By Amerti Lemma, Communications Coordinator, PSI/Ethiopia
“I remember the first time I got tested,” said Hana, recalling her experience from many years ago. “It was extremely scary and made me feel that knowing my status, which was likely be positive, could mean the end of the world.” At the time, stigma around HIV positive was high in Ethiopia, and few had an understanding of the virus and how it is transmitted.
Hana and her friend, Selam, have been going to PSI/Ethiopia’s HIV prevention drop-in centers for the past four years. As peer educators and participants themselves, they understand that knowing your HIV status is an important factor in living a healthy life. As female sex workers, they know that their risk of contracting HIV is high. Because of this, sex workers are a population that the USAID-funded MULU/MARPs HIV Prevention Project, led by PSI/Ethiopia, simply can’t afford to miss.
Hana and Selam were part of the insight gathering phase of the HIV self-test (HIVST) kits that PSI/Ethiopia is launching in ten towns across Ethiopia where the burden of HIV is high. A first for the country, this project puts a strong emphasis on empowering consumers like the two women.
Hana and Selam tell PSI that they make sure to be tested every three months, even though the recommendation is to be tested every six months. “The last time I got tested was two weeks ago using the OraQuick self-test. It made no sense when it was being explained to me, but I found it to be so straight forward [when used],” Hana explained. “I felt like a doctor administering my own health exam using something sophisticated. The convenience and the fact that I don’t have to endure judgment from health practitioners after knowing my status is so empowering that I told everyone I met that day about HIVST.”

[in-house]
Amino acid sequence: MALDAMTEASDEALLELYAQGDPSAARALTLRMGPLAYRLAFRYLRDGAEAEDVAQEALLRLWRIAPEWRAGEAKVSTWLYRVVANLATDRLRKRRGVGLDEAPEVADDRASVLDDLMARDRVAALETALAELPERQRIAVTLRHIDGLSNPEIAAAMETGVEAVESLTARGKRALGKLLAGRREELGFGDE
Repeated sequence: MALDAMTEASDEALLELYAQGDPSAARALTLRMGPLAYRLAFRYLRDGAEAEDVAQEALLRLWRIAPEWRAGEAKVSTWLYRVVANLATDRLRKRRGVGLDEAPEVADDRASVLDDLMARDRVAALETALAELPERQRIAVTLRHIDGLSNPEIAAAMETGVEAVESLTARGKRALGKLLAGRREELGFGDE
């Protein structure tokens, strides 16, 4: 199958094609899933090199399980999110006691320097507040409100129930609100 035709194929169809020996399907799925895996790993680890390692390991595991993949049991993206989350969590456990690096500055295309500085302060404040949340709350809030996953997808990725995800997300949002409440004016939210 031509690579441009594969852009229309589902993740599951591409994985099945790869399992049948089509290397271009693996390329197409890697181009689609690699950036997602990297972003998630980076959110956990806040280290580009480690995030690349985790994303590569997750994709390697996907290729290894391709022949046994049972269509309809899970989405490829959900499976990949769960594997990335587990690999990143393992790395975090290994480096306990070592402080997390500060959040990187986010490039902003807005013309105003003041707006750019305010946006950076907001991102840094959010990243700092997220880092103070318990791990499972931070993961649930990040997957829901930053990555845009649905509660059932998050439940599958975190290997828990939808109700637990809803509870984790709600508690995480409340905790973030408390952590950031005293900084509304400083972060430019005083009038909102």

After hearing this, USAID, government health bureaus and local implementing partners were excited about the potential that using the HIV self-testing kits would have with at-risk populations. In addition to prevention of HIV through distribution of condoms, screening for sexually transmitted infections (STIs), free counseling services and the drop-in centers, Hana and Selam agreed that being able to find these HIV self-test kits would be hugely beneficial for them.
The two friends have different opinions about where they would like to be able te access these kits. In addition to the drop-in centers, the self-testing kits will be available at pharmacies and health centers.
“I simply can’t wait to show the HIVST kits to my peers once this product becomes abundantly available,” said Selam with a beaming smile.
Banner photo: © Population Services International / Banner Photo by: Sophia Greenbaum